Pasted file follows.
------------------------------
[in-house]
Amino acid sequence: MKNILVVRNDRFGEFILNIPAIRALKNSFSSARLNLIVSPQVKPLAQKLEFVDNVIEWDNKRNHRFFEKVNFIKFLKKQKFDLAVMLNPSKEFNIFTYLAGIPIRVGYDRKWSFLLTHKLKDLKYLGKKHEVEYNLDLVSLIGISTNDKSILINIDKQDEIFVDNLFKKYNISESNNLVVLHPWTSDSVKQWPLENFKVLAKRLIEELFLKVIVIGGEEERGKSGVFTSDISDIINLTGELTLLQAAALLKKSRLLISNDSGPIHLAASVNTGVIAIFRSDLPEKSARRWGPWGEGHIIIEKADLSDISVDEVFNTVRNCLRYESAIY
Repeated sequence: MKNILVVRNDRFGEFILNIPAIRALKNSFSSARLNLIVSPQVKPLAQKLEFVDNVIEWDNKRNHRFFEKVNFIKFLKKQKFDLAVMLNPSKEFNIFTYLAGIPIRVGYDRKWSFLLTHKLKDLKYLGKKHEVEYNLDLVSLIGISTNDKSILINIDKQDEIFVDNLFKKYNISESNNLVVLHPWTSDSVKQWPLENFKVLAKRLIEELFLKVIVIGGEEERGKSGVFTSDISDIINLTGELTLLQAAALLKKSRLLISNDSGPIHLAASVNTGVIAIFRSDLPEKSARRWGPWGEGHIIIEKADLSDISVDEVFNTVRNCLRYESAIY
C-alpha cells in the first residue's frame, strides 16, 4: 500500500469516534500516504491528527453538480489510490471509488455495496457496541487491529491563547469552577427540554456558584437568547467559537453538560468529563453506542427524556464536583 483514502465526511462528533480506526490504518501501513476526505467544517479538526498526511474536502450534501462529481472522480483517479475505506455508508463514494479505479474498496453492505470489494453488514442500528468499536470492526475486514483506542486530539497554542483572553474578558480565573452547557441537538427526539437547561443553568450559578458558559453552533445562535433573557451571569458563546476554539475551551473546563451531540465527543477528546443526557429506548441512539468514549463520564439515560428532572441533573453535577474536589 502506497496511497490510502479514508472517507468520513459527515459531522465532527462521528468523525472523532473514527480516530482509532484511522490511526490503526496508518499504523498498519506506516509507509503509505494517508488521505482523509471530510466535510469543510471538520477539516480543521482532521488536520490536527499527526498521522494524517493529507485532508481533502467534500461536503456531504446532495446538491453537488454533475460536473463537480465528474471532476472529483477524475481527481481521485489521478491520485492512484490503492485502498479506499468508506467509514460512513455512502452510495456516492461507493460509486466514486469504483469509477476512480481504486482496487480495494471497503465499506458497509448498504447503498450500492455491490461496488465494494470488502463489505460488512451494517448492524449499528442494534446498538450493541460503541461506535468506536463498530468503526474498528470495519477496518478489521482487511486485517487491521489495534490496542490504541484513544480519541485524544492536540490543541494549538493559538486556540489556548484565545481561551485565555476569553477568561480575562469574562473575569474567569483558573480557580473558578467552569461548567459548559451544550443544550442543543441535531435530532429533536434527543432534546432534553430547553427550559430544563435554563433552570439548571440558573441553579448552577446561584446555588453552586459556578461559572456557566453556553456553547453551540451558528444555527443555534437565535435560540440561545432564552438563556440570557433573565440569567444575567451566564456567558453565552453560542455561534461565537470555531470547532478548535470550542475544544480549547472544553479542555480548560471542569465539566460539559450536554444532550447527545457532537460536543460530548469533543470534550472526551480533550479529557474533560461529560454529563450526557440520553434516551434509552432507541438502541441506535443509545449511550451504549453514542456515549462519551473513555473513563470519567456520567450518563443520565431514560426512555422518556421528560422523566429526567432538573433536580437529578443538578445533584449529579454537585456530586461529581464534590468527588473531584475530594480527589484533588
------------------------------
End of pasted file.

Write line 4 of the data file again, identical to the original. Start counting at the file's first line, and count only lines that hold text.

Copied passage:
C-alpha cells in the first residue's frame, strides 16, 4: 500500500469516534500516504491528527453538480489510490471509488455495496457496541487491529491563547469552577427540554456558584437568547467559537453538560468529563453506542427524556464536583 483514502465526511462528533480506526490504518501501513476526505467544517479538526498526511474536502450534501462529481472522480483517479475505506455508508463514494479505479474498496453492505470489494453488514442500528468499536470492526475486514483506542486530539497554542483572553474578558480565573452547557441537538427526539437547561443553568450559578458558559453552533445562535433573557451571569458563546476554539475551551473546563451531540465527543477528546443526557429506548441512539468514549463520564439515560428532572441533573453535577474536589 502506497496511497490510502479514508472517507468520513459527515459531522465532527462521528468523525472523532473514527480516530482509532484511522490511526490503526496508518499504523498498519506506516509507509503509505494517508488521505482523509471530510466535510469543510471538520477539516480543521482532521488536520490536527499527526498521522494524517493529507485532508481533502467534500461536503456531504446532495446538491453537488454533475460536473463537480465528474471532476472529483477524475481527481481521485489521478491520485492512484490503492485502498479506499468508506467509514460512513455512502452510495456516492461507493460509486466514486469504483469509477476512480481504486482496487480495494471497503465499506458497509448498504447503498450500492455491490461496488465494494470488502463489505460488512451494517448492524449499528442494534446498538450493541460503541461506535468506536463498530468503526474498528470495519477496518478489521482487511486485517487491521489495534490496542490504541484513544480519541485524544492536540490543541494549538493559538486556540489556548484565545481561551485565555476569553477568561480575562469574562473575569474567569483558573480557580473558578467552569461548567459548559451544550443544550442543543441535531435530532429533536434527543432534546432534553430547553427550559430544563435554563433552570439548571440558573441553579448552577446561584446555588453552586459556578461559572456557566453556553456553547453551540451558528444555527443555534437565535435560540440561545432564552438563556440570557433573565440569567444575567451566564456567558453565552453560542455561534461565537470555531470547532478548535470550542475544544480549547472544553479542555480548560471542569465539566460539559450536554444532550447527545457532537460536543460530548469533543470534550472526551480533550479529557474533560461529560454529563450526557440520553434516551434509552432507541438502541441506535443509545449511550451504549453514542456515549462519551473513555473513563470519567456520567450518563443520565431514560426512555422518556421528560422523566429526567432538573433536580437529578443538578445533584449529579454537585456530586461529581464534590468527588473531584475530594480527589484533588